Corporate level strategy covers the strategic scope of the organization as a whole. For most organizations, the corporate strategic plan is the only strategic plan required.
Often strategy at the corporate level is simply referred to as corporate strategy, or in unified companies the corporate business strategy.
The process that produces it is called corporate strategic planning, or sometimes simply corporate planning.
In a few situations however, it may be justified to speak of corporate level strategy to distinguish it from other kinds of planning.
In the first case, the organisation may be multidivisional in nature to the extent that in principle or even in law, separate parts of the enterprise could operate as viable entities in their own right.
These ‘group structures’ may undertake strategic planning as group exercise where under the corporate level strategy, each separate subsidiary or division has its own strategic planning process and strategic plan. In these cases however, one of the most significant inputs to each divisions’ strategic planning is the output of the corporate strategic planning. These outputs from corporate level strategy are usually in the form of performance targets for the divisions. The subsidiary units cannot ignore them.
The corporate business strategy may also set down a small number of other factors that the divisions, or strategic business units as they may sometimes be called. These might include guidance on market definition, including geographic scope. For example the subsidiaries of a multinational bank may be defined by the country in which they operate. In this case the corporate business strategy would set profit targets for each country bank. The corporate strategy would yield to the country banks as to the strategies they pursue in generating these profits. The country level banks would have their own business unit level strategies.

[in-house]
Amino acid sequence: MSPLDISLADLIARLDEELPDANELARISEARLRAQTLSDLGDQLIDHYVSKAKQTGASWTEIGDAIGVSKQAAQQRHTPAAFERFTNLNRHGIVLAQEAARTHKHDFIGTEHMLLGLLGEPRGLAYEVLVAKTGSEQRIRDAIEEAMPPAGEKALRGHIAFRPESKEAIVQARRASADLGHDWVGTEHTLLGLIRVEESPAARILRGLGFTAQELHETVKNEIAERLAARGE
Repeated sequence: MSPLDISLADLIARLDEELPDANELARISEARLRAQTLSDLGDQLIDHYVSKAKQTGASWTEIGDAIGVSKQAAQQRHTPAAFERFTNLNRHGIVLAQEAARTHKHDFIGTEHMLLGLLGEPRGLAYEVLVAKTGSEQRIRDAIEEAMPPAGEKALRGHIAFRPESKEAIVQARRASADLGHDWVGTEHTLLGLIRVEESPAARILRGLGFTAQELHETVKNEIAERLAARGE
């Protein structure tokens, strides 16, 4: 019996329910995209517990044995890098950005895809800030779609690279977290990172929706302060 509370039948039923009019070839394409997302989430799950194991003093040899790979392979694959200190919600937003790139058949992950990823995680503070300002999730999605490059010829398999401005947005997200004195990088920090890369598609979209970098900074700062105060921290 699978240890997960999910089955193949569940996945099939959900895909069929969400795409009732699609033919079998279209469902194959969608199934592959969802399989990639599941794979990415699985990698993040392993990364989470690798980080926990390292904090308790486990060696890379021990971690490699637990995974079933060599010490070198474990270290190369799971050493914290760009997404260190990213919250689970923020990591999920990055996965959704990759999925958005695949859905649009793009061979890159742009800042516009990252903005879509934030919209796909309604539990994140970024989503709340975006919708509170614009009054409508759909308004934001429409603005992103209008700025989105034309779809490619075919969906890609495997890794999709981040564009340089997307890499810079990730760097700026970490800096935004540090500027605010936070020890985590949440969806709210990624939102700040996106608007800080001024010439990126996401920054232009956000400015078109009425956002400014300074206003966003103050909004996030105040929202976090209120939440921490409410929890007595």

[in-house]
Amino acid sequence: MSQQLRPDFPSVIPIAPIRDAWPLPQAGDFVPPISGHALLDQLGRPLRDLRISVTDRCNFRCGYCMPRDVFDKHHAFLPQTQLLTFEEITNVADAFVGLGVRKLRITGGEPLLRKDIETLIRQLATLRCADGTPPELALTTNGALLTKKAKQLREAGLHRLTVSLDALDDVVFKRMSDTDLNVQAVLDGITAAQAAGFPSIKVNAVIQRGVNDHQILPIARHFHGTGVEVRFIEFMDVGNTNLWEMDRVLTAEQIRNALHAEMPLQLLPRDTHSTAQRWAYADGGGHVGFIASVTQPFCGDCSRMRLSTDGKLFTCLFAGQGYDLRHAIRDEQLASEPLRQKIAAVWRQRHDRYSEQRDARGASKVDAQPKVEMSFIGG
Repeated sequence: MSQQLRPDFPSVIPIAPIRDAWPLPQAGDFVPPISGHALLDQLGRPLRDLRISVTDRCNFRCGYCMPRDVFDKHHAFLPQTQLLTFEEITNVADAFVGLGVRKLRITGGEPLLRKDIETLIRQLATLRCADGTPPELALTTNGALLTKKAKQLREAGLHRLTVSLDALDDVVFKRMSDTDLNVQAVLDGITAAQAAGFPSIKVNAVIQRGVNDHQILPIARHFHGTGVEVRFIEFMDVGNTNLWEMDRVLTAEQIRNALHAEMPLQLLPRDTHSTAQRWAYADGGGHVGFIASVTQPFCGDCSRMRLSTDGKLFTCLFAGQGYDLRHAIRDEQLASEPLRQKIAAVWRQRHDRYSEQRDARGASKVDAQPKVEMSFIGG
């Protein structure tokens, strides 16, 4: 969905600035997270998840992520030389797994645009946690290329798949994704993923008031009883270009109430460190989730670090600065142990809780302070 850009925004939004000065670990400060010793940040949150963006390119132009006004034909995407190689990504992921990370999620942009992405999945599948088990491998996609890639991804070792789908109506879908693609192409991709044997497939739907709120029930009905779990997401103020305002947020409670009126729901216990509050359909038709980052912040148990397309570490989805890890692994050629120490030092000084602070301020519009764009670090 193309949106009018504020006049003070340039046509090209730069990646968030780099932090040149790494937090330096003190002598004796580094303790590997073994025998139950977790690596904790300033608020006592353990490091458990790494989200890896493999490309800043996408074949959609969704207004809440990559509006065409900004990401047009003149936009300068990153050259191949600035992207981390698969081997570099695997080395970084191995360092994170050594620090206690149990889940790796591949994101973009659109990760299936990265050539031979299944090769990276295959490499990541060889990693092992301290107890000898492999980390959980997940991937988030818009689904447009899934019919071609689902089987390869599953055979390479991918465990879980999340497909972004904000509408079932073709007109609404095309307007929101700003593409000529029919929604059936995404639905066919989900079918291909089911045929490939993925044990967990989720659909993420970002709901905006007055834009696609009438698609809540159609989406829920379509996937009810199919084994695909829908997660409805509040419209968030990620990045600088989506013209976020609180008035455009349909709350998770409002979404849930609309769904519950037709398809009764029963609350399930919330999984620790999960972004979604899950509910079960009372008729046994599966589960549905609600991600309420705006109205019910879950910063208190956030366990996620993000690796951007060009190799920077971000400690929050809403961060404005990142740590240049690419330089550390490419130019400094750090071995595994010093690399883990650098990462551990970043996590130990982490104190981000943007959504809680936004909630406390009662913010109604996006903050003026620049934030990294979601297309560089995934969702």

In the second case corporate level strategy is used to distinguish it from the many other plans and planning processes that get the term ‘strategic’ in their names. The word strategy has acquired a kind of aura that seems to make many people want to use it, regardless of how actually strategic the matter at hand is in relation to the overall performance of an organisation. Therefore, we can end up with strategic plans for every level, part and functional process in the organization.
Here we emphasize the use of strategic plan as far as possible according to this definition.
Strategic planning is a systematic, formally documented process for deciding the handful of key decisions that an organisation, viewed as a corporate whole, must get right in order to thrive over the next few years.
However, because of this wide spread usage in a variety of contexts we also use the description ‘corporate level strategy’ or ‘corporate strategy’, and refer sometimes to ‘corporate strategic planning’ to make it clear we are not talking about all these other partial or ‘non-corporate’ forms.
Because the successful implementation of corporate level strategy relies on cooperation and alignment across the organization as a whole, it is useful to distinguish the various levels of strategy.
Let us illustrate the place of strategic planning in the overall set of plans involved with corporate strategic planning, according to this sequence -